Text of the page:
Wednesday, May 1, 2013

TATLO, DALAWA, ISA (Lino Brocka, 1974)

A dialectic tension between immediate generations is at work in this portmanteau film composed of three stories. Three unrelated stories that demonstrate different yet predictable outcomes, underscoring director Lino Brocka’s predilection for neat, schematic endings. Working with three different scenarists, Brocka directs all three segments, taking on this project after the success of his much-praised masterwork, Tinimbang Ka Ngunit Kulang, which was released earlier in the same year. 

In Mga Hugis ng Pag-asa, Noni (played sympathetically by Jay Ilagan) undergoes the arduous pains of rehabilitation in a center for drug reformers. While it touches on Noni’s familial and filial problems and his subsequent descent into drug use, the film spotlights the almost inhuman, almost dubious methods the center utilizes to turn troubled lives around. There is adequate cursing and screaming – and, to a certain extent, release— to recall the unconventional techniques of Arthur Janov and the scenes of sadistic rehabilitation in A Clockwork Orange.

The second entry in this triptych is Hello, Soldier, a compassionate tale that depicts the lives of a mother and a daughter in the slums of Manila and the return of the former’s American soldier lover. It’s 1963, 17 years after they last parted ways at the end of the Second World War, and his return is meant to formalize his adoption of their daughter, Gina (Hilda Koronel). She is a willing would-be adoptee, dreaming of all things American—her bedroom walls covered with pinned Americana— and being lifted out of a life of poverty. On the day of his visit, with his American wife, Lucia, Gina’s mother, chooses to get drunk for the first time. The obvious and strident overtones of colonialist legacy – and the specters of neo-colonialism—are in evidence here, most especially in Lucia’s drunken anti-American tirade (a great bravura performance by Anita Linda).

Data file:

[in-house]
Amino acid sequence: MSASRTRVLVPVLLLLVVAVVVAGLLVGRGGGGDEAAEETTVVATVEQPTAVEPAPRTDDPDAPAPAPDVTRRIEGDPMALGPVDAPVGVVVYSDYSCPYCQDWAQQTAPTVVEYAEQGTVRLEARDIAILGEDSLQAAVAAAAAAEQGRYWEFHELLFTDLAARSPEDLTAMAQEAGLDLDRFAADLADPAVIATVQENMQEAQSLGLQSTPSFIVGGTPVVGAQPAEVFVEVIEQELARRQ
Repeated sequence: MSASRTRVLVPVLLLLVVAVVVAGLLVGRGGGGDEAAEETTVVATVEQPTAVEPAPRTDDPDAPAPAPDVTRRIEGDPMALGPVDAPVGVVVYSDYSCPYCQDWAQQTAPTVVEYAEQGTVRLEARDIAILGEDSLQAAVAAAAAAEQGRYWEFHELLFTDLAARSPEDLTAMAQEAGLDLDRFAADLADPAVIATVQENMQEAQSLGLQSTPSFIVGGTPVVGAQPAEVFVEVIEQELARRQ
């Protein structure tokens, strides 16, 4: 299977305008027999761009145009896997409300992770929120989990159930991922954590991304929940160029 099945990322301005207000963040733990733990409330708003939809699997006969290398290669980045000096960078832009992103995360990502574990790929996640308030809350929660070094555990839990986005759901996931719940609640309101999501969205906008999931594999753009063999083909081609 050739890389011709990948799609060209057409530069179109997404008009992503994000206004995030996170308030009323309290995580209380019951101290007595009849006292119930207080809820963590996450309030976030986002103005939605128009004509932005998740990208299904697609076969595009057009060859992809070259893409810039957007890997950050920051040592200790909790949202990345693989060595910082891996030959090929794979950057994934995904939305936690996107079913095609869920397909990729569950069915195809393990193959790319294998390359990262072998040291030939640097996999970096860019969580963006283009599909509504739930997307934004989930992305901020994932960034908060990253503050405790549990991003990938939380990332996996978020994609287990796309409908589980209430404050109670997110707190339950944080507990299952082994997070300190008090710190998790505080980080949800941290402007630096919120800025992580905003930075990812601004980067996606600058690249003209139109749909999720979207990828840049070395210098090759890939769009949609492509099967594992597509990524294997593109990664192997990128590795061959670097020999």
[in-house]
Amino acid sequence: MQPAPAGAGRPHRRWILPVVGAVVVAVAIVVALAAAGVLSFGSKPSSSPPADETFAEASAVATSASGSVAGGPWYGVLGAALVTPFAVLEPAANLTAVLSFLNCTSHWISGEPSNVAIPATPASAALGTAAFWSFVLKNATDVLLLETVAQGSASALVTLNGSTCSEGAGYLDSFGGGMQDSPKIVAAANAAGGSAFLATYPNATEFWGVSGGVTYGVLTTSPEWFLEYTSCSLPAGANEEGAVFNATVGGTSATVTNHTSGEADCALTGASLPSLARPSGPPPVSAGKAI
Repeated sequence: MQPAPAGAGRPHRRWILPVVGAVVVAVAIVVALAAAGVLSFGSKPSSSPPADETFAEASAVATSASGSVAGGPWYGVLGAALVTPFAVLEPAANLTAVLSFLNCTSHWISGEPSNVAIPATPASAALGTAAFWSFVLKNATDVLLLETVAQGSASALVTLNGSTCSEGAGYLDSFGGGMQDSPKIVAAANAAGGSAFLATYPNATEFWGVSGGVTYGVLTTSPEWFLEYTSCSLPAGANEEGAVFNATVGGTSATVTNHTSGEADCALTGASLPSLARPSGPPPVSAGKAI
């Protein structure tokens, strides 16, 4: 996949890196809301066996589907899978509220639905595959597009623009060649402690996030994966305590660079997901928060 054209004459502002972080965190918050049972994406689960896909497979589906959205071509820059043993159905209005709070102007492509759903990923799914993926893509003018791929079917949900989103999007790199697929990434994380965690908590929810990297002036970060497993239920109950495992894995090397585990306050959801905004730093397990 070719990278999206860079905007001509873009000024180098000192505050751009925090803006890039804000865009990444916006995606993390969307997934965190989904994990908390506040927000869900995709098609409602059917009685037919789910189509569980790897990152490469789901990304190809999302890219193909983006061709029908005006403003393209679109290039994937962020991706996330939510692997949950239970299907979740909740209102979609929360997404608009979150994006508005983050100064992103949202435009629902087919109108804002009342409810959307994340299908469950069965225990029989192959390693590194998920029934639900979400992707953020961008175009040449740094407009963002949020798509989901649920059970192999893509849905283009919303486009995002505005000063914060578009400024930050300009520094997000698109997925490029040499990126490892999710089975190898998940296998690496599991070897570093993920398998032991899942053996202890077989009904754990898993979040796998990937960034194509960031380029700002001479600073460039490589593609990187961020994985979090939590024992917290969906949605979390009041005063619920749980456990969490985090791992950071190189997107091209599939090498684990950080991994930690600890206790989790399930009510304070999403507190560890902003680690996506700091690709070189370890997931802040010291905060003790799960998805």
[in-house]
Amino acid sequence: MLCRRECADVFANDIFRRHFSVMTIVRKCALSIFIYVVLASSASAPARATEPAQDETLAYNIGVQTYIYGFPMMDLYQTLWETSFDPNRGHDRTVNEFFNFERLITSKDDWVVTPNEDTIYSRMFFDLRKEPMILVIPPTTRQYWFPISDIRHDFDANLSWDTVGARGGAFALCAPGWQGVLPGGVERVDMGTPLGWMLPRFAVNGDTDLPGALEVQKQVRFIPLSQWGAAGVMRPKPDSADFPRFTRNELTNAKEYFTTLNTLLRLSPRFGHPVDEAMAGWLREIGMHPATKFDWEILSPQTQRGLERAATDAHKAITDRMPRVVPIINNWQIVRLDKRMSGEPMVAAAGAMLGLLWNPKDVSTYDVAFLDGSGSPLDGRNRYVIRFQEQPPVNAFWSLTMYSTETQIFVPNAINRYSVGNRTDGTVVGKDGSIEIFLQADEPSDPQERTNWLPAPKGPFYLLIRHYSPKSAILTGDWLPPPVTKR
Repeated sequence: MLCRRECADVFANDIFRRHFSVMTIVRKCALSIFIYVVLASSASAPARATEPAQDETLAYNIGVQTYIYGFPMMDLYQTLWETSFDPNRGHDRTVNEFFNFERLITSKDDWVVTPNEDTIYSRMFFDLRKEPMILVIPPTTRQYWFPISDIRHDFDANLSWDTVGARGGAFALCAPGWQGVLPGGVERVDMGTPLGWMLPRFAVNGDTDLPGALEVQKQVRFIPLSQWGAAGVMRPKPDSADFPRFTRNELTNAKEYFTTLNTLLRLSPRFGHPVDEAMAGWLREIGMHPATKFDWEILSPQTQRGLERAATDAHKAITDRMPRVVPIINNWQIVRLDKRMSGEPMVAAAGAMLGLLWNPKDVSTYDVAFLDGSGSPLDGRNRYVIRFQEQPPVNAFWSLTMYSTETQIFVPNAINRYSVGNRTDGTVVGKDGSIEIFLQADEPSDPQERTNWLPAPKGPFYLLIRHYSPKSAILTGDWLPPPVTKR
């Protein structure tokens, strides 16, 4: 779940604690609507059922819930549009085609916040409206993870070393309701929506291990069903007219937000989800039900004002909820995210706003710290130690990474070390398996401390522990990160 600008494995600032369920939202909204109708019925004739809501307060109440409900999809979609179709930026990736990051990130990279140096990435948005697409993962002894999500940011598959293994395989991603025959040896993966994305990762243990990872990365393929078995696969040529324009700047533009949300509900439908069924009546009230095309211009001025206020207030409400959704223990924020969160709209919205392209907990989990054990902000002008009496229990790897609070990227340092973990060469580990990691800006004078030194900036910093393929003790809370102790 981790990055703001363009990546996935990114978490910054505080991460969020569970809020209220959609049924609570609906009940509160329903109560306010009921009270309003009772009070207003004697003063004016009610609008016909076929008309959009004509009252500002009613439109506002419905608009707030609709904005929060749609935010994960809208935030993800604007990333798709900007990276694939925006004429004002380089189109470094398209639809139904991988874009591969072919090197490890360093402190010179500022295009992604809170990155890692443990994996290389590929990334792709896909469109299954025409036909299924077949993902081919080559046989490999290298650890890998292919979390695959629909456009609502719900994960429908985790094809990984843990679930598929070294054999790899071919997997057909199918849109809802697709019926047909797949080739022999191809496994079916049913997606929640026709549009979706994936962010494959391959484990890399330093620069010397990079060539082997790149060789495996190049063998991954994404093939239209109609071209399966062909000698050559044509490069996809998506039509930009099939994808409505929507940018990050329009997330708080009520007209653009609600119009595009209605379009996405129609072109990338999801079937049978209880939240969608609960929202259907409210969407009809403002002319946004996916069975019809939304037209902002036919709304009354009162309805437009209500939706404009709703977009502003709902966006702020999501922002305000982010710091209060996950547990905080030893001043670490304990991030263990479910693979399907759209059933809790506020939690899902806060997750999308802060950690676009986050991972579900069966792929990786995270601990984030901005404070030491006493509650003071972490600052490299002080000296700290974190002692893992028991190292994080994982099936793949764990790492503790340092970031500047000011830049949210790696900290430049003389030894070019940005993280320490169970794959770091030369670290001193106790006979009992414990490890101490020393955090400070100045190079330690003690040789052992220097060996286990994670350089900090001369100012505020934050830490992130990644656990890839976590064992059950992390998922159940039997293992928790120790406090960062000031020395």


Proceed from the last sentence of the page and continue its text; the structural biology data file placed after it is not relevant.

In the final episode of this omnibus, Bukas, Madilim, Bukas, the limits of self-sacrifice are tested by matriarchal tyranny in an old Spanish family. Atang, (played with just the right measure of stricture by Mary Walter), the seemingly crippled matriarch, controls her household with an iron fist. Her despotic control of her household sees her daughter, Rosenda (played superbly with conflicted nuance by Lolita Rodriguez), devoting her life to nursing her mother. No househelp, let alone any outsider, is welcome unless the old woman approves it. Enter Miguelito (Mario O’Hara), the gardener, a seemingly guileless youth from the province who befriends Rosenda and awakens her sexuality. This narrative reverses the filial dynamics in Karoly Makk’s Szerelem (Love) and hints at noirish elements of intrigue and seduction. 

reviewed: May 18, 2009 

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